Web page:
Mr. Wilkes (BE, MBA) is a member of the AusIMM and currently a Board member of Aboriginal Enterprises in Mining, Exploration and Energy, and the South Australia Chamber of Minerals and Energy.

Jim Askew, Executive Chairman commented “Mick joins OceanaGold as we engage in our next phase of growth in the Philippines, underpinned by our solid production platform in New Zealand. He brings a record of recent successes at Prominent Hill and Sepon, together with broad operations experience in both Australia and across Asia. The benchmarks he has set with local communities in Asian environments are also welcomed. Together with other recent additions to the senior executive team at OceanaGold, the Company has strong leadership fully equipped to consolidate us as an intermediate sized, low cost gold producer.”

Full release

Anticipating Volatility and the Rise of Emerging Markets

By Frank Holmes, 15 November

Life is about managing expectations and we believe understanding market cycles helps investors navigate through the volatility of their investments. We often remind investors to “Anticipate Before You Participate” and I strongly urge you to read through our special presentation on managing volatility.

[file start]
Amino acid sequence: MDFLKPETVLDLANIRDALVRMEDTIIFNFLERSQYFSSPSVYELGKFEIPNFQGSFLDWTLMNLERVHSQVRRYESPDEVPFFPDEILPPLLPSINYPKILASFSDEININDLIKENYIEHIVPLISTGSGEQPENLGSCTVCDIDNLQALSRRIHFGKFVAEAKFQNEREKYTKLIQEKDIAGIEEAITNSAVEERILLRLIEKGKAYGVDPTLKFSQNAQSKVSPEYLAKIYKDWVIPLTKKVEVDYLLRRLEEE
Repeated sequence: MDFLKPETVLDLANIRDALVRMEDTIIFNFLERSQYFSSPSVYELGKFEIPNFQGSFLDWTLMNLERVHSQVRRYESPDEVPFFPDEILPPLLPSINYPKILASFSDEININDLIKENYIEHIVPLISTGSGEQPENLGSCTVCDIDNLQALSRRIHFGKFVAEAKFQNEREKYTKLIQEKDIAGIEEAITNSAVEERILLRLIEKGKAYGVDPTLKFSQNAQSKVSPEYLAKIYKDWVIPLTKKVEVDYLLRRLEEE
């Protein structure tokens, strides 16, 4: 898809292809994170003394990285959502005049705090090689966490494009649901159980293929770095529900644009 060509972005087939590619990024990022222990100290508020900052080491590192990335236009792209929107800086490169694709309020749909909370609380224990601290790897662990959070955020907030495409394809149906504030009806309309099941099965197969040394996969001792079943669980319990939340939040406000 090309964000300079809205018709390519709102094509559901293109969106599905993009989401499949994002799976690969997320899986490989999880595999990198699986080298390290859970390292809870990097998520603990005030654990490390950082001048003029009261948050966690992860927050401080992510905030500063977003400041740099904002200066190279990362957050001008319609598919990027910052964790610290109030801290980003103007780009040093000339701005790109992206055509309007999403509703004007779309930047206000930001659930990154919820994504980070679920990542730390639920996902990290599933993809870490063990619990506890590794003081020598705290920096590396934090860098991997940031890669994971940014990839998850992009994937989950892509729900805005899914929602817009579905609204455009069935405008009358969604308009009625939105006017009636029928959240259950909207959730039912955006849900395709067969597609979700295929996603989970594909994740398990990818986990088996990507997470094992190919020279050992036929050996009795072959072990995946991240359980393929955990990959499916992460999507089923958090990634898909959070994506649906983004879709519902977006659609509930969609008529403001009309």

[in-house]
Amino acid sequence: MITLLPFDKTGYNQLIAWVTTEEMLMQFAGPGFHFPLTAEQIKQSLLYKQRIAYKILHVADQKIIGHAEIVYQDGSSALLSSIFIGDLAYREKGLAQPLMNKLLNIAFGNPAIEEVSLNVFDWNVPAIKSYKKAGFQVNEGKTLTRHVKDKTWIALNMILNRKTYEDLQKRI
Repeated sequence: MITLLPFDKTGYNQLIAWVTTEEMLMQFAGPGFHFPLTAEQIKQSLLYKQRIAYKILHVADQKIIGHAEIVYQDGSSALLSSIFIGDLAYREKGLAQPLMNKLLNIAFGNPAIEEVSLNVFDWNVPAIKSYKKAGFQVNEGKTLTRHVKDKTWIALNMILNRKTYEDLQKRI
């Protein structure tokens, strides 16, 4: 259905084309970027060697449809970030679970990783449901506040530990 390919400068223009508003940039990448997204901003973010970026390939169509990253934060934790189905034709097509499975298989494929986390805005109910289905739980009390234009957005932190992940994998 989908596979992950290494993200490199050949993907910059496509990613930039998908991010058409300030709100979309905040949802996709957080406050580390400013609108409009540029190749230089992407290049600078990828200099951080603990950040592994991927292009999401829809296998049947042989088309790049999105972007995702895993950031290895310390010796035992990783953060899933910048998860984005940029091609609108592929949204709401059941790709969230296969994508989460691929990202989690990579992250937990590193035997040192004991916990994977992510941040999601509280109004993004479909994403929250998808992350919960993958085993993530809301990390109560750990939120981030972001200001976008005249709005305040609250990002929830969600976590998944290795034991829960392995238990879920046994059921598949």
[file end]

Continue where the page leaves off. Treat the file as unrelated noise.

This table shows the monthly volatility based on 10 years of data for a number of different investments. You can easily see each asset class has its own unique DNA of volatility.

For gold stocks, it’s a normal event to see a positive or negative move of 11 percent over just one month’s time. For emerging markets, it’s just over 7 percent. Understanding this volatility is essential to removing emotional reactions and making the best investment decisions.

Recently, I’ve noticed many new faces on business television commenting about a bubble forming in commodities due to the Federal Reserve’s Quantitative Easing (QE2) policy and resulting weakness in the U.S. dollar. Both of these are a part of the commodity equation but focusing on them omits several long-term factors driving commodities.

I do not see a bubble at this time but our quant models are showing we are due for a short-term correction. Investors need to anticipate this correction and not lose sight of the long-term trend.